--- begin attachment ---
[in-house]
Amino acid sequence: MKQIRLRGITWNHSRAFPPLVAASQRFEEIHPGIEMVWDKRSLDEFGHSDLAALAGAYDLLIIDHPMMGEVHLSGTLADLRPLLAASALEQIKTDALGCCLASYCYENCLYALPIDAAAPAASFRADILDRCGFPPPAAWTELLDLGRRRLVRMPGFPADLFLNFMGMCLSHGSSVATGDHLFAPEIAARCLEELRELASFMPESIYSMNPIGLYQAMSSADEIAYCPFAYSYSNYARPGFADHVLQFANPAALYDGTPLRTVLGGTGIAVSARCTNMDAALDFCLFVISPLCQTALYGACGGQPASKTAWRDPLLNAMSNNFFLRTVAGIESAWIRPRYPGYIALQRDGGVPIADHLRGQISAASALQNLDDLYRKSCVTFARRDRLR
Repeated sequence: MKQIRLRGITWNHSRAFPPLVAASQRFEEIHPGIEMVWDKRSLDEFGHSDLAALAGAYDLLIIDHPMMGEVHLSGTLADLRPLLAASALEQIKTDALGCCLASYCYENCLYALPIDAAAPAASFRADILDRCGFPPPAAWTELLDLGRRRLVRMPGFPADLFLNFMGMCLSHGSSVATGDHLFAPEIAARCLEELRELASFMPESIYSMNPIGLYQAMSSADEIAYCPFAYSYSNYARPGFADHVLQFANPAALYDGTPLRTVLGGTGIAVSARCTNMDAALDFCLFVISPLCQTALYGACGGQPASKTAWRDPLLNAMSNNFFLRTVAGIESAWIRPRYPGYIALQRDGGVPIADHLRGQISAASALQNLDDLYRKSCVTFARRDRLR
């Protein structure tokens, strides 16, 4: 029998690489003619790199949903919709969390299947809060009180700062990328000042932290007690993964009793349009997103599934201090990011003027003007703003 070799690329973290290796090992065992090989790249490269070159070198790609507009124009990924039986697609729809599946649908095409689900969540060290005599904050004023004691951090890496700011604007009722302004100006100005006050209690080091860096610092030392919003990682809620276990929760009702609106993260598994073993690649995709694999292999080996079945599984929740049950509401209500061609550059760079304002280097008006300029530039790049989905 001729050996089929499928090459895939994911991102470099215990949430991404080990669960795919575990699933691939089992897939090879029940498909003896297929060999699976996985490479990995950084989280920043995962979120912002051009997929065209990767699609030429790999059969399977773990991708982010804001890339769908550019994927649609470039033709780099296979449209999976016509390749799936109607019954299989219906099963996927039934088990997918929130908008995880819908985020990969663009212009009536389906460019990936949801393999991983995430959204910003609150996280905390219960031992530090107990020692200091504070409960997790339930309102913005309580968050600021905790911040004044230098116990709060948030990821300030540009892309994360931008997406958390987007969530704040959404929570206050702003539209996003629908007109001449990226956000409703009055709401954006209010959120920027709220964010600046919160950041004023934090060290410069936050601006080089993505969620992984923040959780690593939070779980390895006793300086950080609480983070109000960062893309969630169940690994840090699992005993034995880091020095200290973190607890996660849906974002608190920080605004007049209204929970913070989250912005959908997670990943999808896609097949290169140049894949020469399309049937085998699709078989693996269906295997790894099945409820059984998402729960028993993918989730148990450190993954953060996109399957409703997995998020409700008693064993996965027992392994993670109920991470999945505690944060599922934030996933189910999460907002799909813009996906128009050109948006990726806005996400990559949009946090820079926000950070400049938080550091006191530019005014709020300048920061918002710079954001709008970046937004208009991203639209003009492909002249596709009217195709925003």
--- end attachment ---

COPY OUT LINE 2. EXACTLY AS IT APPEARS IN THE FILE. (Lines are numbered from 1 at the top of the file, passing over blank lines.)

Amino acid sequence: MKQIRLRGITWNHSRAFPPLVAASQRFEEIHPGIEMVWDKRSLDEFGHSDLAALAGAYDLLIIDHPMMGEVHLSGTLADLRPLLAASALEQIKTDALGCCLASYCYENCLYALPIDAAAPAASFRADILDRCGFPPPAAWTELLDLGRRRLVRMPGFPADLFLNFMGMCLSHGSSVATGDHLFAPEIAARCLEELRELASFMPESIYSMNPIGLYQAMSSADEIAYCPFAYSYSNYARPGFADHVLQFANPAALYDGTPLRTVLGGTGIAVSARCTNMDAALDFCLFVISPLCQTALYGACGGQPASKTAWRDPLLNAMSNNFFLRTVAGIESAWIRPRYPGYIALQRDGGVPIADHLRGQISAASALQNLDDLYRKSCVTFARRDRLR